Peter B. Jones, MD, PhD, of the department of psychiatry at the University of Cambridge, the lead researcher on the study, summarized the attitude of clinicians as "beguiled" by the appeal of atypicals.
The UK study involved 227 persons aged 18 to 64 with DSM-IV schizophrenia and related disorders whose psychiatrists had elected to change their treatment because of inadequate clinical response or intolerance of their current medication. They were randomized into 2 groups, one receiving an older antipsychotic and the other an SGA. The patients' own psychiatrists selected one of the agents designated for the appropriate treatment group.
FGAs in the study were chlorpromazine(Drug information on chlorpromazine) hydrochloride (Thorazine), flupenthixol (Fluanxol), haloperidol (Haldol), loxapine (Loxitane), methotrimeprazine (Nozinan), sulpiride (Dolmatil, Sulpitil), trifluoperazine(Drug information on trifluoperazine) hydrochloride (Stelazine), zuclopenthixol(Drug information on zuclopenthixol) (Clopixol), and the depot preparations of fluphenazine(Drug information on fluphenazine) (Prolixin, others), flupentixol(Drug information on flupentixol) (Depixol), haloperidol, pipotiazine (Piportil), and zuclopenthixol. Two other drugs, thioridazine(Drug information on thioridazine) hydrochloride and droperidol(Drug information on droperidol), had been included in the trial protocol but were dropped because they were withdrawn from licensed use.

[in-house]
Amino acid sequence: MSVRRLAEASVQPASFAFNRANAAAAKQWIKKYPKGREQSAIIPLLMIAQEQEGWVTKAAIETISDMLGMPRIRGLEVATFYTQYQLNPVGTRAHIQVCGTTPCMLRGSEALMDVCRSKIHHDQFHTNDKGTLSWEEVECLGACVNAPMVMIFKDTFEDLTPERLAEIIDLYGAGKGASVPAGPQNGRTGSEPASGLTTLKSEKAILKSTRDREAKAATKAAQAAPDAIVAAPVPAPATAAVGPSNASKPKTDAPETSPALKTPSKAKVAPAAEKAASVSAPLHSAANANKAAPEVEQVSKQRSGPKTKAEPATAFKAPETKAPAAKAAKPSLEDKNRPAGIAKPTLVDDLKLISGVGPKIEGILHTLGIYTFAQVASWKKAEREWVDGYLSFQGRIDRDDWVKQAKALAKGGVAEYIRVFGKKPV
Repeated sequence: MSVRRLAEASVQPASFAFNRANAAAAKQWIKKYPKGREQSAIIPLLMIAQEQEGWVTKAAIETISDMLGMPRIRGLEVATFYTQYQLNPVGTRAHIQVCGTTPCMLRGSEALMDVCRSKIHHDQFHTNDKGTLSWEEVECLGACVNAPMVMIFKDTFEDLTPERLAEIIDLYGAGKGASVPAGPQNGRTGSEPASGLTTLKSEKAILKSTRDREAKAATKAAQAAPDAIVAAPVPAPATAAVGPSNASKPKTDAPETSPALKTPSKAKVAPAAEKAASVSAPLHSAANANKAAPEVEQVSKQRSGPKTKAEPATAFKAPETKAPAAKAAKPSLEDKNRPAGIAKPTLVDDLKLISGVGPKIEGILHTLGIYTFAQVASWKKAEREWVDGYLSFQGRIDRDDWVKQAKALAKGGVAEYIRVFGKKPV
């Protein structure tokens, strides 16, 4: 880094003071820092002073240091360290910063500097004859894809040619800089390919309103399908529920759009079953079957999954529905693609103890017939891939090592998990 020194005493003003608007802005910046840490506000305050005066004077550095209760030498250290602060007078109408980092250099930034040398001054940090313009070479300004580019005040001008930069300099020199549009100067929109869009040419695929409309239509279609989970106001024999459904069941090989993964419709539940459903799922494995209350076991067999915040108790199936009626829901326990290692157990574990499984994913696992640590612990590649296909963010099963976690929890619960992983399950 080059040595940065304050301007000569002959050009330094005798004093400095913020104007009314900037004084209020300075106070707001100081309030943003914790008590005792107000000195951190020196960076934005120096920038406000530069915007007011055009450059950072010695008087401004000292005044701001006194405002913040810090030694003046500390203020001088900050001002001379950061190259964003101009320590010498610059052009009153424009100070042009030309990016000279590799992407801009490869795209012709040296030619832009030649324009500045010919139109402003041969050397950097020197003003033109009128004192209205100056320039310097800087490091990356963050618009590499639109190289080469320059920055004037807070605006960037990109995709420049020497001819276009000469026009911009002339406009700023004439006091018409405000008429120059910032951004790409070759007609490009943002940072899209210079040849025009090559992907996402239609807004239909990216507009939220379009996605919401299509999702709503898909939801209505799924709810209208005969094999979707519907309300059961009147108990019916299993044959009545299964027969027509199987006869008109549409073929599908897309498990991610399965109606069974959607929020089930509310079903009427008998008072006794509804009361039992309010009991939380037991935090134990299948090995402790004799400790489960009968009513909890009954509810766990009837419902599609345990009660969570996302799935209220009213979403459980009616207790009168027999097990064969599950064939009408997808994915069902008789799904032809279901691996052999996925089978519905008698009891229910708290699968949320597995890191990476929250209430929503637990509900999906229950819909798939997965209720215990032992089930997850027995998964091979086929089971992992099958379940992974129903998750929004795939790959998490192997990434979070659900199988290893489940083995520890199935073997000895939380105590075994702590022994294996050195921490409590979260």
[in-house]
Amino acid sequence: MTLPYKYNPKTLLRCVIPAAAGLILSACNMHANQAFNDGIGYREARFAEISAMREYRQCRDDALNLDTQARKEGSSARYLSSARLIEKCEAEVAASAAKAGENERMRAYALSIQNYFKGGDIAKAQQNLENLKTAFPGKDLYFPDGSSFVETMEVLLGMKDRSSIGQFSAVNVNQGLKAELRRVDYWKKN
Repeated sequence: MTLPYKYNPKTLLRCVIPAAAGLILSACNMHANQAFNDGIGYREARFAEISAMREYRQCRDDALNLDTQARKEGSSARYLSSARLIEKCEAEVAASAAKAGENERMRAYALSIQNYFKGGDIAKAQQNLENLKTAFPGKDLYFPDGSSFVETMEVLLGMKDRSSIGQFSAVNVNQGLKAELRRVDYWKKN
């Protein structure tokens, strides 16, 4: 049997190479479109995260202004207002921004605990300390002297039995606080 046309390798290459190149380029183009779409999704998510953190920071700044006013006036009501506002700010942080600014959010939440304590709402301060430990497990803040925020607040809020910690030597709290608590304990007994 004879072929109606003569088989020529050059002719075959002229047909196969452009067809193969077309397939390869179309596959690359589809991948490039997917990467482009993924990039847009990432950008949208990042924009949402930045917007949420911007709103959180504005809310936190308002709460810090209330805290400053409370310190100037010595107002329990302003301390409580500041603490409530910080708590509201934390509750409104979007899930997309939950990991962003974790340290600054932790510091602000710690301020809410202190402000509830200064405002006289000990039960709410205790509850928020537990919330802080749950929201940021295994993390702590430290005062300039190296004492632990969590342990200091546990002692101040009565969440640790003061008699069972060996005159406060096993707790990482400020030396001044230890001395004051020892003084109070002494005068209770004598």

SGAs used in the trial were risperidone (Risperdol), olanzapine(Drug information on olanzapine) (Zyprexa), amisulpride(Drug information on amisulpride) (Solian), zotepine(Drug information on zotepine) (Zoleptil), and quetiapine(Drug information on quetiapine) (Seroquel). Another atypical, ziprasidone(Drug information on ziprasidone), was not included because it has not been licensed in England. Not all of the drugs used in the trial are available in the United States.
The patients were evaluated using the Quality of Life Scale (QLS) at baseline and again at 12, 26, and 52 weeks. Secondary outcome measures included the Positive and Negative Syndrome Scale (PANSS); Calgary Depression Scale; the Drug Attitude Inventory and a 7-point drug adherence scale; Global Assessment of Functioning Scale; and several adverse effects scales to monitor for negative reactions.
In the end, "participants in the FGA arm tended to have greater improvements in QLS and symptom measures than those in the SGA arm, suggesting that the failure to find an advantage for SGAs was not due to the sample simply being too small. We emphasize that we do not present a null result; the hypothesis that SGAs are superior was clearly rejected," the researchers wrote.
Manufacturers of the newer drugs were quick to respond to the study. "I see at least design flaws with the study," said James Minnick, a spokesman for AstraZeneca, which makes the SGA Seroquel (quetiapine). "Patients were randomized to either first-generation or second-generation treatment, but the choice of medication wasn't random. Patients weren't blinded to what they were taking. The other point might be that every medication is different, and by lumping all second-generation drugs together and inferring they are the same, their unique attributes are undermined."
But Robert W. Baker, MD, group director of global product safety in therapeutic areas for Eli Lilly and Company, put a more positive face on the results. "It's valuable and interesting information for clinicians," he said. "It is useful if they . . . [learn] from this study and the vast existing literature on antipsychotics. It reinforces the notion that because individual drugs and patients differ from each other, clinicians can help their patients best if they are well informed and aggressively pursue the best choice." Eli Lilly's Zyprexa (olanzapine) was one of the SGAs included in the study and fared reasonably well in terms of acceptance. At the end of the study, 74% of the SGA patients for whom olanzapine had been prescribed were still taking the drug.